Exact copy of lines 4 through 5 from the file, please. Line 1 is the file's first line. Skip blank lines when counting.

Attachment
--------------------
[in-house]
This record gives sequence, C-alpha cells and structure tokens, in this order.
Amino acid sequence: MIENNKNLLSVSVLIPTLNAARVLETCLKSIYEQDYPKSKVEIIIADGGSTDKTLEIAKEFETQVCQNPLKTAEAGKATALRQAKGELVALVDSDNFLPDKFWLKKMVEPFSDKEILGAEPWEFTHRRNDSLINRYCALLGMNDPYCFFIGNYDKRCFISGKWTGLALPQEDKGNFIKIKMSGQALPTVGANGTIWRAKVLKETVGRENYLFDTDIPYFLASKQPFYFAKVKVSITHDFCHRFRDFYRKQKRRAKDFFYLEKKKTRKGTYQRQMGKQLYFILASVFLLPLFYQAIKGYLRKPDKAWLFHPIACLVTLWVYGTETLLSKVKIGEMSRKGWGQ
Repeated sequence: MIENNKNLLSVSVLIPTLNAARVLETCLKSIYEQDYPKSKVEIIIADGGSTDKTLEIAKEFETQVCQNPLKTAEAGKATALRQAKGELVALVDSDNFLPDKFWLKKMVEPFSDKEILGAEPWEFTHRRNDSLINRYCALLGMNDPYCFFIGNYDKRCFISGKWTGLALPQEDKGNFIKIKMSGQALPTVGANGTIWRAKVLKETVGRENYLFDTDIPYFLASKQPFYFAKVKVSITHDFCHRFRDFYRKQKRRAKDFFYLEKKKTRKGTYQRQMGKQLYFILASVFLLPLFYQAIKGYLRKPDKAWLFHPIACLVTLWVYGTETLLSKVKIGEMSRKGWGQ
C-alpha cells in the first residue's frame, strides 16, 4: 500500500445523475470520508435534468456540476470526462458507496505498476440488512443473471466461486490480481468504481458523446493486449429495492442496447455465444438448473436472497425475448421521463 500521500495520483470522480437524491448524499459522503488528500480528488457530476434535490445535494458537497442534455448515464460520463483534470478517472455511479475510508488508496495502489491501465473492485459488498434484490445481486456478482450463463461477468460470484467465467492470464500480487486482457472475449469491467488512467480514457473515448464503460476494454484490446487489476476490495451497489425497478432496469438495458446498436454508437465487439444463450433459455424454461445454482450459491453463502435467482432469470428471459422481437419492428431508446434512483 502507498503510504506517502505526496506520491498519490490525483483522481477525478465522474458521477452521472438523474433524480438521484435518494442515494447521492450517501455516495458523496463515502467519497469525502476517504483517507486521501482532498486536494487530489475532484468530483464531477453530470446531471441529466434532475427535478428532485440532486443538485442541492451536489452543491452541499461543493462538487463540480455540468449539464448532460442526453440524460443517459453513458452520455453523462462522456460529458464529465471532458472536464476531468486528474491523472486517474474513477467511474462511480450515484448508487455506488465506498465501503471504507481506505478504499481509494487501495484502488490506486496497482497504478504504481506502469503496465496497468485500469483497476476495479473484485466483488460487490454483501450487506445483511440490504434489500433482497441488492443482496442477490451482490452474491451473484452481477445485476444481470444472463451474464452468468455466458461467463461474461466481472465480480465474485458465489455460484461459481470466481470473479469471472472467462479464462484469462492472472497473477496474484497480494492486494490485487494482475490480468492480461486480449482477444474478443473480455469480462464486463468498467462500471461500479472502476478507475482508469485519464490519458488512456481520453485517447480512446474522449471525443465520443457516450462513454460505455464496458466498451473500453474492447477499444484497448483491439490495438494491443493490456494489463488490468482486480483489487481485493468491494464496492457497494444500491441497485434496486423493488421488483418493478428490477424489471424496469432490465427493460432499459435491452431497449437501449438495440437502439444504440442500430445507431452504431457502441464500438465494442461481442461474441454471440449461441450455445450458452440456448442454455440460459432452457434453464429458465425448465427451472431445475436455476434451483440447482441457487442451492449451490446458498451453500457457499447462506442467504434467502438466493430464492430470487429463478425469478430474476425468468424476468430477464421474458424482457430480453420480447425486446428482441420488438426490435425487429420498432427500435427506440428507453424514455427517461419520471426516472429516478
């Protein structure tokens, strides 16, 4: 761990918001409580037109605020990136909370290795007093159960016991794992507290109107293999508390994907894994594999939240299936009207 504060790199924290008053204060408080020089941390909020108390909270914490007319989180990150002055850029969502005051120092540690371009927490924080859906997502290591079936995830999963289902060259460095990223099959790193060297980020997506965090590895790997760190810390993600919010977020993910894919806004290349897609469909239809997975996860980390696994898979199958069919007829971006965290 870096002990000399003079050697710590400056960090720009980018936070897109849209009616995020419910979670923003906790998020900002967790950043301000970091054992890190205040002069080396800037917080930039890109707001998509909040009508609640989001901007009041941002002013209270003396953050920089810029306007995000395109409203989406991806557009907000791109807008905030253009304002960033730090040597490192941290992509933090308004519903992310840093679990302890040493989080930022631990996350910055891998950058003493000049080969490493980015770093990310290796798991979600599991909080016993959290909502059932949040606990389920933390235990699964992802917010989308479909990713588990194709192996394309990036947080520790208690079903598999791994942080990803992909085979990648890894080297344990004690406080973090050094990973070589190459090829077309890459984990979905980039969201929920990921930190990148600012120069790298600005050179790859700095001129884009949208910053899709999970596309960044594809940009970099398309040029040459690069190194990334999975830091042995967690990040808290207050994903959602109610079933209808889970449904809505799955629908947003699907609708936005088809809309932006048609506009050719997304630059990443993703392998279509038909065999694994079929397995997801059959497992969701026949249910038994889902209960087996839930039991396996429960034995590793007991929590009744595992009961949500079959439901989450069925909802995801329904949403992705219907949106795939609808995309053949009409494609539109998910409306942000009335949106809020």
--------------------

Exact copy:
Repeated sequence: MIENNKNLLSVSVLIPTLNAARVLETCLKSIYEQDYPKSKVEIIIADGGSTDKTLEIAKEFETQVCQNPLKTAEAGKATALRQAKGELVALVDSDNFLPDKFWLKKMVEPFSDKEILGAEPWEFTHRRNDSLINRYCALLGMNDPYCFFIGNYDKRCFISGKWTGLALPQEDKGNFIKIKMSGQALPTVGANGTIWRAKVLKETVGRENYLFDTDIPYFLASKQPFYFAKVKVSITHDFCHRFRDFYRKQKRRAKDFFYLEKKKTRKGTYQRQMGKQLYFILASVFLLPLFYQAIKGYLRKPDKAWLFHPIACLVTLWVYGTETLLSKVKIGEMSRKGWGQ
C-alpha cells in the first residue's frame, strides 16, 4: 500500500445523475470520508435534468456540476470526462458507496505498476440488512443473471466461486490480481468504481458523446493486449429495492442496447455465444438448473436472497425475448421521463 500521500495520483470522480437524491448524499459522503488528500480528488457530476434535490445535494458537497442534455448515464460520463483534470478517472455511479475510508488508496495502489491501465473492485459488498434484490445481486456478482450463463461477468460470484467465467492470464500480487486482457472475449469491467488512467480514457473515448464503460476494454484490446487489476476490495451497489425497478432496469438495458446498436454508437465487439444463450433459455424454461445454482450459491453463502435467482432469470428471459422481437419492428431508446434512483 502507498503510504506517502505526496506520491498519490490525483483522481477525478465522474458521477452521472438523474433524480438521484435518494442515494447521492450517501455516495458523496463515502467519497469525502476517504483517507486521501482532498486536494487530489475532484468530483464531477453530470446531471441529466434532475427535478428532485440532486443538485442541492451536489452543491452541499461543493462538487463540480455540468449539464448532460442526453440524460443517459453513458452520455453523462462522456460529458464529465471532458472536464476531468486528474491523472486517474474513477467511474462511480450515484448508487455506488465506498465501503471504507481506505478504499481509494487501495484502488490506486496497482497504478504504481506502469503496465496497468485500469483497476476495479473484485466483488460487490454483501450487506445483511440490504434489500433482497441488492443482496442477490451482490452474491451473484452481477445485476444481470444472463451474464452468468455466458461467463461474461466481472465480480465474485458465489455460484461459481470466481470473479469471472472467462479464462484469462492472472497473477496474484497480494492486494490485487494482475490480468492480461486480449482477444474478443473480455469480462464486463468498467462500471461500479472502476478507475482508469485519464490519458488512456481520453485517447480512446474522449471525443465520443457516450462513454460505455464496458466498451473500453474492447477499444484497448483491439490495438494491443493490456494489463488490468482486480483489487481485493468491494464496492457497494444500491441497485434496486423493488421488483418493478428490477424489471424496469432490465427493460432499459435491452431497449437501449438495440437502439444504440442500430445507431452504431457502441464500438465494442461481442461474441454471440449461441450455445450458452440456448442454455440460459432452457434453464429458465425448465427451472431445475436455476434451483440447482441457487442451492449451490446458498451453500457457499447462506442467504434467502438466493430464492430470487429463478425469478430474476425468468424476468430477464421474458424482457430480453420480447425486446428482441420488438426490435425487429420498432427500435427506440428507453424514455427517461419520471426516472429516478